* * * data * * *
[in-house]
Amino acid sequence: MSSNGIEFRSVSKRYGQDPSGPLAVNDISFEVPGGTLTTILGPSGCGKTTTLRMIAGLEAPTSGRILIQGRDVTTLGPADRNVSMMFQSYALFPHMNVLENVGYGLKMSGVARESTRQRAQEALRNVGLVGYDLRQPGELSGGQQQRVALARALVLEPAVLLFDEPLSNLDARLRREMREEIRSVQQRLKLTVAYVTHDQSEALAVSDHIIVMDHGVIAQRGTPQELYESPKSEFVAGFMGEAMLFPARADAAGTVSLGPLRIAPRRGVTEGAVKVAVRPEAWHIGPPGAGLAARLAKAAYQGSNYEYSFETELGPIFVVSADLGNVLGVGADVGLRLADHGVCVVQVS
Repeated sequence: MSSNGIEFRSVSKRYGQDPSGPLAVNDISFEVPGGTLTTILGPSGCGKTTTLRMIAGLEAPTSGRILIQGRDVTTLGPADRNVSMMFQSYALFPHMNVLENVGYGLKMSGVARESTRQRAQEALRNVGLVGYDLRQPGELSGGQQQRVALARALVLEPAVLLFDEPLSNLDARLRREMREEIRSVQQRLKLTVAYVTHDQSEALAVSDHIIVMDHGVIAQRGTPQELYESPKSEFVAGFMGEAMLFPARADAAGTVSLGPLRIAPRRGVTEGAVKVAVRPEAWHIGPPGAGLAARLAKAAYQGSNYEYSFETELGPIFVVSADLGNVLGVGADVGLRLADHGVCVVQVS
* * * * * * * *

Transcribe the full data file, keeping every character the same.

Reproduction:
[in-house]
Amino acid sequence: MSSNGIEFRSVSKRYGQDPSGPLAVNDISFEVPGGTLTTILGPSGCGKTTTLRMIAGLEAPTSGRILIQGRDVTTLGPADRNVSMMFQSYALFPHMNVLENVGYGLKMSGVARESTRQRAQEALRNVGLVGYDLRQPGELSGGQQQRVALARALVLEPAVLLFDEPLSNLDARLRREMREEIRSVQQRLKLTVAYVTHDQSEALAVSDHIIVMDHGVIAQRGTPQELYESPKSEFVAGFMGEAMLFPARADAAGTVSLGPLRIAPRRGVTEGAVKVAVRPEAWHIGPPGAGLAARLAKAAYQGSNYEYSFETELGPIFVVSADLGNVLGVGADVGLRLADHGVCVVQVS
Repeated sequence: MSSNGIEFRSVSKRYGQDPSGPLAVNDISFEVPGGTLTTILGPSGCGKTTTLRMIAGLEAPTSGRILIQGRDVTTLGPADRNVSMMFQSYALFPHMNVLENVGYGLKMSGVARESTRQRAQEALRNVGLVGYDLRQPGELSGGQQQRVALARALVLEPAVLLFDEPLSNLDARLRREMREEIRSVQQRLKLTVAYVTHDQSEALAVSDHIIVMDHGVIAQRGTPQELYESPKSEFVAGFMGEAMLFPARADAAGTVSLGPLRIAPRRGVTEGAVKVAVRPEAWHIGPPGAGLAARLAKAAYQGSNYEYSFETELGPIFVVSADLGNVLGVGADVGLRLADHGVCVVQVS